The U.S. intelligence community is moving toward a hypernetwork of sensors and data collectors that ultimately will constitute an Internet of Things for the community and its customers. If it is successful, the intelligence community would have more data, processed into more knowledge, available more quickly and with greater fidelity for operators and decision makers.
Two researchers have won the first public challenge contest sponsored by IARPA to predict people's trustworthiness.
Radiance Technologies Inc., Huntsville, Alabama (FA8604-15-D-7976); Integrity Applications Inc., Chantilly, Virginia (FA8604-15-D- 7975); and Invertix Corp., McLean, Virginia (FA8604-15-D- 7977), have been awarded a combined $960,000,000 indefinite-delivery/ indefinite-quantity contract for services in support of the Advanced Technical Exploitation Program II.
The Boeing Company, Seattle, is being awarded a $43,283,263 modification to a previously awarded firm-fixed-price contract (N00019-12-C-0112) for integrated logistics and contractor services in support of the P-8A Poseidon Multi-mission Maritime Aircraft.
The intelligence community is striving to determine how it can work with industry early, before requirements for capabilities are confirmed, to get out ahead of challenges.
Cyber is the prime concern of the intelligence community, and going forward, every identity problem is a cyber issue.
The anniversary of 9/11 serves as a reminder of the importance of planning the national security future. In the years since, the country strengthened relationships among departments and agencies, as well as with coalition partners and allies. It also has implemented tactics, techniques, procedures and technologies for sharing information across government and with international partners.
The U.S. government is adopting changes to the cloud computing certification program that will better protect against potential insider threats. The improvements include additional penetration testing, more thorough testing of mobile devices, tighter controls over systems being carried from a facility and more stringent scrutiny of systems connecting from outside the network.
The business world is taking a cue from the gaming world, increasingly using a system of incentives and old-fashioned competition to spur engagement. Gamification, which started out on video game screens with top score designations and leaderboards, is now helping companies meet real-life objectives.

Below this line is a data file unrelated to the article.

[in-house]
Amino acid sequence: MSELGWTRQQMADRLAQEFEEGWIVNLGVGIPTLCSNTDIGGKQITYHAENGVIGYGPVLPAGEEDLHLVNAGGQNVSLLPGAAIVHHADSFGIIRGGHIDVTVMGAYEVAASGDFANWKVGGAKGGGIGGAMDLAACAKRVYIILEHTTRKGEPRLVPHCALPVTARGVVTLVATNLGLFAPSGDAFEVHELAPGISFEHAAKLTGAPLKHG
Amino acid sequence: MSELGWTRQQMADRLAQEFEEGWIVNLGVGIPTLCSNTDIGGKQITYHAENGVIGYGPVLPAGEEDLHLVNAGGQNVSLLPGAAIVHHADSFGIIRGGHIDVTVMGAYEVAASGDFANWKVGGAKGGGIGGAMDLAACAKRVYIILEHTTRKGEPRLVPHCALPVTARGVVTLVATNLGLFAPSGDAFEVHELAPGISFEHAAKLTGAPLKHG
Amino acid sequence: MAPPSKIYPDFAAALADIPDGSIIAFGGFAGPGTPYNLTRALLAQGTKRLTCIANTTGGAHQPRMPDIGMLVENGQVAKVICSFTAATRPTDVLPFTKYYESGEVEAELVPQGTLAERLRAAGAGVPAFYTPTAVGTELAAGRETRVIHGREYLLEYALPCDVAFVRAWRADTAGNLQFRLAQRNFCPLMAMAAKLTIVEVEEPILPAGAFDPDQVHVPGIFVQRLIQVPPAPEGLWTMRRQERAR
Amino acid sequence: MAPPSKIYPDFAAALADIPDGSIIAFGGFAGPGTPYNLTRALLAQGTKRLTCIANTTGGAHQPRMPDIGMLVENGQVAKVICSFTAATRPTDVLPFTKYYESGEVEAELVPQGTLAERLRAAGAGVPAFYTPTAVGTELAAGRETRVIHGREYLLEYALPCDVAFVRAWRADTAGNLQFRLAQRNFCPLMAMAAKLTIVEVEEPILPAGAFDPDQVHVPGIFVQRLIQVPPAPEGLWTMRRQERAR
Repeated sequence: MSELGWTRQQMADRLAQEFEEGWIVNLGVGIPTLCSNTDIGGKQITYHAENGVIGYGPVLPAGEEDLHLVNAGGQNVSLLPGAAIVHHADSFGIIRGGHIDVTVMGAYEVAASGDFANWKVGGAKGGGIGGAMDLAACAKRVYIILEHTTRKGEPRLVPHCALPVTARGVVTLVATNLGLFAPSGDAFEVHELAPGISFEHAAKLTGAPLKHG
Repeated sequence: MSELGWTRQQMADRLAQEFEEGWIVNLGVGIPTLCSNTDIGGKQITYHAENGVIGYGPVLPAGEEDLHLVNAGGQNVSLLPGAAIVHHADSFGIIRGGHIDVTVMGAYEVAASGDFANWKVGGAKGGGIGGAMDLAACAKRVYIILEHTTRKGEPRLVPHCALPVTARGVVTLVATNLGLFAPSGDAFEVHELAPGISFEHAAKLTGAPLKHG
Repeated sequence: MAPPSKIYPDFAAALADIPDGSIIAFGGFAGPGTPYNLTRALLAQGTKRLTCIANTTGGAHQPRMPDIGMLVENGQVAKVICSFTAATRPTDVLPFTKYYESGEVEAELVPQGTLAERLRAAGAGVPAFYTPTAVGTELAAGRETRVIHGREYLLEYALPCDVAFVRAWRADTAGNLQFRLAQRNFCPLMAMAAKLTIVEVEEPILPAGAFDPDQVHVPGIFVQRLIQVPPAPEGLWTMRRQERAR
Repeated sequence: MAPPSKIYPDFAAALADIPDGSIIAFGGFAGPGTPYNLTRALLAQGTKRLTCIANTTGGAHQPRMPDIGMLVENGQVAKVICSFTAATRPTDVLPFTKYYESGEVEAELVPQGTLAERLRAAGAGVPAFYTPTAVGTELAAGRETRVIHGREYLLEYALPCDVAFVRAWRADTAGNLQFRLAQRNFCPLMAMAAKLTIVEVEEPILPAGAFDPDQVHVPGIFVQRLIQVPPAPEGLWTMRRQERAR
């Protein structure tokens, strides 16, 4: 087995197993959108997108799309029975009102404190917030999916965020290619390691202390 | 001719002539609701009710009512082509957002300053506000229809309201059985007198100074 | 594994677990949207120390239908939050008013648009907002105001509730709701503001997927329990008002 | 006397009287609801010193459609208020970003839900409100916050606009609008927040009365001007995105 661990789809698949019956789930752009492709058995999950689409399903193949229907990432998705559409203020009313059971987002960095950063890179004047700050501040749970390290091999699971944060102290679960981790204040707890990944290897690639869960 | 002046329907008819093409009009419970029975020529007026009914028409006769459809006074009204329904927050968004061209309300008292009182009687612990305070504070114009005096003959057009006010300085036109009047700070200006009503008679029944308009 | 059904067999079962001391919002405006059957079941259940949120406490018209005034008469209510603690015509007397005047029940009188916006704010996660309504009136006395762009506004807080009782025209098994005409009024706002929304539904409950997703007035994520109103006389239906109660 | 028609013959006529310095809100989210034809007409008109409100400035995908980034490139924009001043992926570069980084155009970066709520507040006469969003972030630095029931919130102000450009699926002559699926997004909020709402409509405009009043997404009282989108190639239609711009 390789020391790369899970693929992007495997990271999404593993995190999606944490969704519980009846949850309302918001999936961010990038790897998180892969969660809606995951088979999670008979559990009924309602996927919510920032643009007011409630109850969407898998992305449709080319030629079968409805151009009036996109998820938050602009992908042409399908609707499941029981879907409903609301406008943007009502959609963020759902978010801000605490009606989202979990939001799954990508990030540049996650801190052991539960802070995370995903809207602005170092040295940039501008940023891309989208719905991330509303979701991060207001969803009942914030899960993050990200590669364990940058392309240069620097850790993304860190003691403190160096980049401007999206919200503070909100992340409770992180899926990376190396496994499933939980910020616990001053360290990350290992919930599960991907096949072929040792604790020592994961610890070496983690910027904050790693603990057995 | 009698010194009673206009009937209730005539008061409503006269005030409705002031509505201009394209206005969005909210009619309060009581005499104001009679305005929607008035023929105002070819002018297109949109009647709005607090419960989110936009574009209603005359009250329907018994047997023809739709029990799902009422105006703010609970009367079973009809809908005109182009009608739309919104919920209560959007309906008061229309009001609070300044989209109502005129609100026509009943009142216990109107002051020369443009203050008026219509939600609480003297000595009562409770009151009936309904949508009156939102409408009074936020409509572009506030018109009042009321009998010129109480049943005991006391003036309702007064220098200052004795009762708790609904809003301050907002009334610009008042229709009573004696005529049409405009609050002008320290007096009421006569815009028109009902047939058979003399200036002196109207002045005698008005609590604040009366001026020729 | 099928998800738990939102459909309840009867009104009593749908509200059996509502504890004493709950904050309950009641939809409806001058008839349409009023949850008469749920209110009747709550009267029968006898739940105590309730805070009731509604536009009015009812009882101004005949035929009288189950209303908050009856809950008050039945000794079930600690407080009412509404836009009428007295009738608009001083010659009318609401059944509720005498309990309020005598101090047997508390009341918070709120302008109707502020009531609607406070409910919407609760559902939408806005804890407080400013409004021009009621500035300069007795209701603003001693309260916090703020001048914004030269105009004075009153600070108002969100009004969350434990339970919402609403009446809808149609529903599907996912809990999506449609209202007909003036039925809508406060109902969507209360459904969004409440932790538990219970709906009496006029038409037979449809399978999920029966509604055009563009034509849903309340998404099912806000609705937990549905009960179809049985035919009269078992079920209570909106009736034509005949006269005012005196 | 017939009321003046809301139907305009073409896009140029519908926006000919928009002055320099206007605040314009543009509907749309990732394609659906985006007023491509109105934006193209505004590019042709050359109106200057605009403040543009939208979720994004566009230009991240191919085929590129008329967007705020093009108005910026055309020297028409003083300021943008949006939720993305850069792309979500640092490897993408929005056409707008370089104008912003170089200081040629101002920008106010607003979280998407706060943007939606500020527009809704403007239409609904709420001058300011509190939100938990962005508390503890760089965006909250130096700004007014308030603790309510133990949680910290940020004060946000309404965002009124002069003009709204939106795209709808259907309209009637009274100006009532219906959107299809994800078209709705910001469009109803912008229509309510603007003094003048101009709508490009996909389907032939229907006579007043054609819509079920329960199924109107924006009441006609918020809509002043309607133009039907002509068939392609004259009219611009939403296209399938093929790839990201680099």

The U.S. intelligence community has suffered significant damage from a perfect storm of insider revelations and budget cutbacks. Simultaneously, the threat picture confronting the United States has grown to an unprecedented level just when intelligence organizations are hampered in their efforts to continue to protect the nation.
The United States is in the midst of preparing its largest intelligence hub outside of its own national borders. The center will accommodate operations with reach into several global areas, including those rife with anti-terrorism operations.
The National Geospatial-Intelligence Agency is looking toward small business to provide vital technologies as the agency confronts budget constraints. Enticement efforts include targeted outreach, reshaped acquisition patterns and improved networking among potential contractors.
Where human analysis might fail in the intelligence community, technological solutions are at the ready to fill the void. Companies are ginning up software programs that can prove to be key for intelligence analysts as they track the bad guys—be they insider threats or an outside enemy.
The National Institute of Standards and Technology (NIST) primary external advisory board today announced a report calling for the agency to increase its staff of cryptography experts and to implement more explicit processes for ensuring openness and transparency to strengthen its cryptography efforts. In making its recommendations, the Visiting Committee on Advanced Technology (VCAT) specifically addressed NIST’s interactions with the National Security Agency (NSA).
The National Security Agency has added five schools to the National Centers of Academic Excellence in Cyber Operations Program.
Two closely related science and technology programs aim to improve image location and search capabilities, saving intelligence analysts significant time and effort.
U.S. Army officials envision a future in which ground and air platforms share data and where soldiers at a remote forward-operating base easily can access information from any sensor in the area, including national satellites or reconnaissance aircraft flying overhead.
Technology innovations, new roles and expanding missions are shaping the move toward big data in the National Geospatial-Intelligence Agency. A mix of tradecraft and technology is ensuing as the agency evolves from an organization that always has worked with voluminous imagery files to one in which big data represents a goal that promises to change many aspects of intelligence.
The Instant Eye small unmanned aerial system received approval last Thursday from the Federal Aviation Administration (FAA) to be used by an energy company, which will conduct research, development and training to see if the system is practical for inspecting infrastructure such as pipelines, power lines and insulators on towers. It is the first unmanned quadrotor to receive FAA certification and may be the lightest aircraft ever certified. The approval opens the door for the system to be used for a wide range of commercial applications.
Representatives from the U.S. Army and Air Force, along with 17 NATO nations and three partner nations, will participate in a joint reconnaissance trial in Norway this month to test and evaluate intelligence, surveillance and reconnaissance concepts and technologies.